Fighters scramble to intercept three military aircraft near NATO airspace

Dutch F-35 fighter jets scrambled to intercept a formation of Russian warplanes flying near Polish airspace, a Dutch defense official said.

The Dutch Defense Ministry said three Russian jets were escorted by two F-35 fighter jets.

“A then unknown aircraft approached NATO territory in Poland from Kaliningrad,” the statement said. It referred to a Russian enclave located between NATO members Poland and Lithuania along the Baltic Sea.

“After identification, it turned out to be three aircraft: a Russian IL-20M Coot-A escorted by two Su-27 Flankers,” the Dutch Foreign Ministry statement continued. “Dutch F-35s escorted the formation from afar and handed over the escort to their NATO partners.”

The Il-20M Coot-A is another name for the Russian Ilyushin Il-20M reconnaissance aircraft. The Su-27 Flanker is the same as the Russian Sukhoi Su-28 fighter.

Spokesperson of the Ministry of Defense of Poland Said Politico Europe on Tuesday said the plane was traveling in international waters. [Poland’s] The airspace has been cut off,” a ministry spokesman said.

“Dutch F-35s stationed at Tactical Air Base 22 in Malbork scrambled on Monday to identify and intercept three Russian aircraft operating near Polish airspace,” said Poland. officials said.

The Russian Ministry of Defense has not issued any official statement on the interception. No statements were made by prominent state-run Russian media on Tuesday.

Epoch Times photo
Three Russian fighter jets escort a NATO warplane in the Black Sea, December 9, 2021. (Courtesy: Ministry of Defense of Russia)

The Dutch Ministry of Defense said eight Dutch F-35s will be stationed in Poland between February and March. The Polish Ministry of Defense added that the operation was routine.

The flyby is due to relative tensions between the Kremlin and NATO amidst the war between Russia and Ukraine. And the interception occurred when the United States, a NATO member, recently shot down several unknown objects over North American territory. The incident occurred days after an F-22 Raptor shot down a suspected Chinese surveillance balloon near the South Carolina coast.

other incidents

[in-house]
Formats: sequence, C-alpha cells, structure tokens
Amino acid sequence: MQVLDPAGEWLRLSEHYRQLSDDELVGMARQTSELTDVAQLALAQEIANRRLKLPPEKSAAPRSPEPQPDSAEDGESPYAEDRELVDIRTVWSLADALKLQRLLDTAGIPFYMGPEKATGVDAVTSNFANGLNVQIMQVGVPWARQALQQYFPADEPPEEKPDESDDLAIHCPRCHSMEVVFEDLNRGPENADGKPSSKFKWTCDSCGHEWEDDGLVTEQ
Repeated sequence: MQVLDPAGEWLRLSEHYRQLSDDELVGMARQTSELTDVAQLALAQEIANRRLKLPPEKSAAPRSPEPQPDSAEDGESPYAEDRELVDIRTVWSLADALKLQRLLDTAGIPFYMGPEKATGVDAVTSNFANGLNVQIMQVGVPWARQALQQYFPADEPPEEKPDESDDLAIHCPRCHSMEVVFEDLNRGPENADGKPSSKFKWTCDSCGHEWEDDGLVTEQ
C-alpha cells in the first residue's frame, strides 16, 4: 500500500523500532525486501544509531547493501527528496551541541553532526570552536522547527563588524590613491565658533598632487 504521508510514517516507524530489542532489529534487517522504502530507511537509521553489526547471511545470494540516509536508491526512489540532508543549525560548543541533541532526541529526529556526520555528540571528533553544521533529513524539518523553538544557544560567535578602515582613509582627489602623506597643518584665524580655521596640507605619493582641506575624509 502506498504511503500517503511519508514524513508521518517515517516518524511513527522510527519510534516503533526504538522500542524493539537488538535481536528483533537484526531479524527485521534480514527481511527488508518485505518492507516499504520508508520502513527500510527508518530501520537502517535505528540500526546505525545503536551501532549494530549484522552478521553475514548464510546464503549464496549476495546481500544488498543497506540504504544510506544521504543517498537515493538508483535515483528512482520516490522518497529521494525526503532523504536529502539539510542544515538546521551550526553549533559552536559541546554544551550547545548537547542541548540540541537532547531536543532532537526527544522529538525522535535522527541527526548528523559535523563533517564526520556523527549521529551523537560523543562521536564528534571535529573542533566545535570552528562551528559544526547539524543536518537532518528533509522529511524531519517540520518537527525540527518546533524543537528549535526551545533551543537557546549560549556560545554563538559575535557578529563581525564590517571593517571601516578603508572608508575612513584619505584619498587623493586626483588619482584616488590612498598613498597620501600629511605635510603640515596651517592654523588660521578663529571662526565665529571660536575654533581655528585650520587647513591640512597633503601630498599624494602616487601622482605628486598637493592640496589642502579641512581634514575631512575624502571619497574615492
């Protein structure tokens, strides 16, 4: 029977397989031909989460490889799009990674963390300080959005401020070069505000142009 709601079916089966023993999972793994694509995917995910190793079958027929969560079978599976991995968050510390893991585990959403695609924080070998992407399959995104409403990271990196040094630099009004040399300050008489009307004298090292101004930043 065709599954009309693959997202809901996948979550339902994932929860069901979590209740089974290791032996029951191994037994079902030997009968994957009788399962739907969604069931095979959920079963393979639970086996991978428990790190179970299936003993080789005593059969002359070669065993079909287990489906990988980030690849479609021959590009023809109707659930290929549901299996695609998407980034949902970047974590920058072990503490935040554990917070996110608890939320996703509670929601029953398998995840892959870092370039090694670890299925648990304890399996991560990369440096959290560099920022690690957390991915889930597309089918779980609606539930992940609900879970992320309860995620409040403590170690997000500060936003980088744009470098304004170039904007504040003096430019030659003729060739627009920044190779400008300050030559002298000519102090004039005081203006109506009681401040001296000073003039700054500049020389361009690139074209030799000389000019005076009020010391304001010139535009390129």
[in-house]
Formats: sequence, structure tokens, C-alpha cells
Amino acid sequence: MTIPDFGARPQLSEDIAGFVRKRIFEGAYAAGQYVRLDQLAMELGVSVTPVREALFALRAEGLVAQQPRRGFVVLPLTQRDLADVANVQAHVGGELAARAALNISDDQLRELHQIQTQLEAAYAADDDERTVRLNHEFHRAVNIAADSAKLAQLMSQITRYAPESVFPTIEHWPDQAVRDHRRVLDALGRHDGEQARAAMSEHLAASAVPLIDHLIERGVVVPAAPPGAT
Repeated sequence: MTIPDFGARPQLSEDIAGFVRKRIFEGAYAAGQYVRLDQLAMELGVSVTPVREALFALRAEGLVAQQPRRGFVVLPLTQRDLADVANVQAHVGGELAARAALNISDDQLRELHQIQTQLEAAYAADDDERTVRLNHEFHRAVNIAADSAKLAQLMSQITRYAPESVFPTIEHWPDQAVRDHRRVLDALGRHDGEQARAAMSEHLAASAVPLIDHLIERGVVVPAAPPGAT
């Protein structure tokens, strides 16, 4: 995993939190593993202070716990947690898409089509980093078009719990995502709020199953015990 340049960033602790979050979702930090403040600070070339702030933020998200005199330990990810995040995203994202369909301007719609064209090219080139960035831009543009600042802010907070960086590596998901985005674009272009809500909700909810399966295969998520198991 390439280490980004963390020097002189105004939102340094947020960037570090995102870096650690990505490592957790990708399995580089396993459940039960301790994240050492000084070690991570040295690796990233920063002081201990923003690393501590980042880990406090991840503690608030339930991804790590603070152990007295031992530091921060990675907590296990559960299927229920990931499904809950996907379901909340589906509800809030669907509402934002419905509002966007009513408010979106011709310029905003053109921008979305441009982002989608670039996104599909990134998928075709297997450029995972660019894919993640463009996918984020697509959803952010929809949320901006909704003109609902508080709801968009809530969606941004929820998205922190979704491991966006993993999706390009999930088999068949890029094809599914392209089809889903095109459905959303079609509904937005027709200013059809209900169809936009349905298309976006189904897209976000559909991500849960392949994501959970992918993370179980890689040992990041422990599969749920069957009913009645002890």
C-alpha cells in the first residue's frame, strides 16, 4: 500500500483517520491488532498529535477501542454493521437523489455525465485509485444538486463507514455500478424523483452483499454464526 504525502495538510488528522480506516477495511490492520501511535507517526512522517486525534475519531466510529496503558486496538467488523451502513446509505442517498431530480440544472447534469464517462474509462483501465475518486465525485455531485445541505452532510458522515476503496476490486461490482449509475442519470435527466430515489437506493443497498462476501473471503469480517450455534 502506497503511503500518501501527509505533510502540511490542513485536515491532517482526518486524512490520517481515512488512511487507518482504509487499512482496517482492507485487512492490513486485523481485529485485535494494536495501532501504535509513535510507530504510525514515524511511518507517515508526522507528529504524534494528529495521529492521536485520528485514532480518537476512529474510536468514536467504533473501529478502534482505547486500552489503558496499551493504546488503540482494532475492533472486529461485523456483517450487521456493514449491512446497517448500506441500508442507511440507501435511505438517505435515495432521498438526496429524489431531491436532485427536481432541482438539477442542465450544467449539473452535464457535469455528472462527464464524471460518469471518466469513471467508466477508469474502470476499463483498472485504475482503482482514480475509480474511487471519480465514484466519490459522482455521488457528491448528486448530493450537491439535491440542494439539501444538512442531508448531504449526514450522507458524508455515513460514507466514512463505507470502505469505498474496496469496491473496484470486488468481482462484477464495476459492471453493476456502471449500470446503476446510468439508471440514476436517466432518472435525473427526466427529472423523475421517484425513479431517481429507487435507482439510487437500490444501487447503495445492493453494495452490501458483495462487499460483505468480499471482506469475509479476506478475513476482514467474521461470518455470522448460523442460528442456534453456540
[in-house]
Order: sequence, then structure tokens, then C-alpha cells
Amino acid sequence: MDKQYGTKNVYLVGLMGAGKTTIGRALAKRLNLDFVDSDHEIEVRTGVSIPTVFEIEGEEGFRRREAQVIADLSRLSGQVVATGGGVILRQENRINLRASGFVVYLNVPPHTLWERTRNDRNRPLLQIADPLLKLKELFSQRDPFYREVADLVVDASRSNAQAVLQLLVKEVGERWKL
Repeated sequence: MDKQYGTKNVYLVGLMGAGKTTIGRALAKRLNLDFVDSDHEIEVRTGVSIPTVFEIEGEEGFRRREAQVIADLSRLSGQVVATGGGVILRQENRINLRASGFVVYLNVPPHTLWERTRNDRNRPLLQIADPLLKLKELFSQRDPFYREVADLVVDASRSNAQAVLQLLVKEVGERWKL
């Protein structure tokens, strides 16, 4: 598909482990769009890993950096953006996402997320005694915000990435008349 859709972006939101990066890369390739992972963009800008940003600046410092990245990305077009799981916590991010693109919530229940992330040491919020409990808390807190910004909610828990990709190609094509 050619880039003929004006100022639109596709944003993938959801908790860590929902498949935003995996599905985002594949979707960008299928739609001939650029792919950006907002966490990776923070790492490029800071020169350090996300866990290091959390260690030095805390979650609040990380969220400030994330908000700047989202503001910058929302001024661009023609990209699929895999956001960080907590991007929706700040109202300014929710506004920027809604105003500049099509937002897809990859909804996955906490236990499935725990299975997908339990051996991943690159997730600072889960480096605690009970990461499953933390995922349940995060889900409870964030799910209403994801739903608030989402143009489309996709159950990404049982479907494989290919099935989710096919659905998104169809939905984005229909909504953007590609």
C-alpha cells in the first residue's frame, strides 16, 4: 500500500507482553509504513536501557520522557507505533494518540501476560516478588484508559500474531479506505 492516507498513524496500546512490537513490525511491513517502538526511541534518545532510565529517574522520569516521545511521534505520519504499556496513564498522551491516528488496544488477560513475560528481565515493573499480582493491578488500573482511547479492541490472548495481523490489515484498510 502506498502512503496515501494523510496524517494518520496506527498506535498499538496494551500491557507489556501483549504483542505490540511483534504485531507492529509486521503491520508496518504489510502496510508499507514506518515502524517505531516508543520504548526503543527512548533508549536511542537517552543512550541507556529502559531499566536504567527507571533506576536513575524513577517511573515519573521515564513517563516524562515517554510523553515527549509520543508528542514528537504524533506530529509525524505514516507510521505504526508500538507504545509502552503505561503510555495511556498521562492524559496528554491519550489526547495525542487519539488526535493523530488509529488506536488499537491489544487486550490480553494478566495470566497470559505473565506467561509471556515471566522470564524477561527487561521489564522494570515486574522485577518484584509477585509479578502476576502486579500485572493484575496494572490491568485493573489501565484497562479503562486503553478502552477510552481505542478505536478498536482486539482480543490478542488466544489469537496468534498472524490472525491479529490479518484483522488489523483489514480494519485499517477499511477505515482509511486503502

It is not uncommon for Russian fighter jets to fly near NATO and US territory. In October, the U.S. military confirmed that two Air Force F-16 fighter jets had intercepted a Russian nuclear-capable bomber off the coast of Alaska after it was spotted within the Alaska Air Defense Identification Zone.

“Recent Russian activity in the North American ADIZ is not considered threatening or provocative. NORAD will track and positively identify foreign military aircraft entering the ADIZ. NORAD regularly monitors foreign aircraft movements and escorts them from ADIZ as needed,” said a North American Aerospace Defense Force (NORAD) statement. Said at the time.

Weeks earlier, NORAD said it had tracked and identified two Russian patrol aircraft within the Canadian and Alaskan ADIZs, but the Russian aircraft did not enter US or Canadian airspace. .

Also in Europe, NATO announced last August that it had scrambled fighter jets over the Baltic and Black Seas after Russian aircraft were detected flying near Block’s airspace.

“NATO radar has tracked a number of unidentified aircraft in the Baltic and Black Seas since April 26,” NATO said, adding that “in their respective regions,” jets “intercept and identify approaching aircraft.” added that he had been called to Poland, Romania, Denmark, France, Spain and the UK have launched fighter jets to survey the affected airspace, it said.

In Asia, South Korean officials said a group of eight North Korean-operated fighter jets and four bombers flew in formation near the north-south border in October. They are believed to have conducted air-to-ground military exercises, according to South Korean military officials.

Meanwhile, on Tuesday, U.S. Defense Secretary Lloyd Austin and Joint Chiefs of Staff General Mark Milley traveled to Belgium to discuss increasing military support and funding for Ukraine amid a nearly year-long war with Russia. We talked.

At a press conference in Brussels, Millie detailed an object shot down near Lake Huron, Michigan, last weekend. The second missile was hit, revealing that the first missile caused no loss of life or property.

Reuters contributed to this report.